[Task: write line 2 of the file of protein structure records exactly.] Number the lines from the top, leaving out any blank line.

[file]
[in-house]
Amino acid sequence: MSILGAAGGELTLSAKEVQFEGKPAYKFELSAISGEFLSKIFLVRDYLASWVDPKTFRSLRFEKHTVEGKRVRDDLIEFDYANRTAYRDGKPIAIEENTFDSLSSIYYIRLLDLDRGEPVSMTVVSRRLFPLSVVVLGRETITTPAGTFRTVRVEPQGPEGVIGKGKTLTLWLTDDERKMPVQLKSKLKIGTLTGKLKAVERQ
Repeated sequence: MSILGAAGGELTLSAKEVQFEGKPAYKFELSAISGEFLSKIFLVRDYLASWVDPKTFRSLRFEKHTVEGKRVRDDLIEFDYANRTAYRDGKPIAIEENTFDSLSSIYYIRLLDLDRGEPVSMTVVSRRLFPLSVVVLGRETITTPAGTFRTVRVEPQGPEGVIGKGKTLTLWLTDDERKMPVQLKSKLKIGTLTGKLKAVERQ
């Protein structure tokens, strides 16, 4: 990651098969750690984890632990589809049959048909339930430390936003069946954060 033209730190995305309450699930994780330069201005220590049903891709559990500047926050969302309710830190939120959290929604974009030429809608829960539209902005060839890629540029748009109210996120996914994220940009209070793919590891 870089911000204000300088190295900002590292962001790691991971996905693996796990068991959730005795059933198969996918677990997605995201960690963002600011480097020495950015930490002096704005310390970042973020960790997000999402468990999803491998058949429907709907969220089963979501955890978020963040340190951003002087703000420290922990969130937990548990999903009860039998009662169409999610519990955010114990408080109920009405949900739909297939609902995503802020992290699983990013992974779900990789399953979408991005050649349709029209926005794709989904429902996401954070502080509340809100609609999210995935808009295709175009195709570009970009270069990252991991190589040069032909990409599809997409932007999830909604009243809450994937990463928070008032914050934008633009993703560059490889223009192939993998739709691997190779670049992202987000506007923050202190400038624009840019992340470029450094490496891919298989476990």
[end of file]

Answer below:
Amino acid sequence: MSILGAAGGELTLSAKEVQFEGKPAYKFELSAISGEFLSKIFLVRDYLASWVDPKTFRSLRFEKHTVEGKRVRDDLIEFDYANRTAYRDGKPIAIEENTFDSLSSIYYIRLLDLDRGEPVSMTVVSRRLFPLSVVVLGRETITTPAGTFRTVRVEPQGPEGVIGKGKTLTLWLTDDERKMPVQLKSKLKIGTLTGKLKAVERQ